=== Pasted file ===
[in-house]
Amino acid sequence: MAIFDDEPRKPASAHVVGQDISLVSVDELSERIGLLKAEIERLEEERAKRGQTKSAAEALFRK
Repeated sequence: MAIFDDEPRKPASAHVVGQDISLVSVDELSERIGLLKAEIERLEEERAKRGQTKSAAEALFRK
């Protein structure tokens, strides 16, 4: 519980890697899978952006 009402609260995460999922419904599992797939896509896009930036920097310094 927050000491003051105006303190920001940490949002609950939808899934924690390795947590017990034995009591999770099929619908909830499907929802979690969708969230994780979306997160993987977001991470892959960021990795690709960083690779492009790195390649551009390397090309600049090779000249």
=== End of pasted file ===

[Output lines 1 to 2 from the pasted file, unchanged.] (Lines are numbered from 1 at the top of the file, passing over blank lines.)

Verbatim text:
[in-house]
Amino acid sequence: MAIFDDEPRKPASAHVVGQDISLVSVDELSERIGLLKAEIERLEEERAKRGQTKSAAEALFRK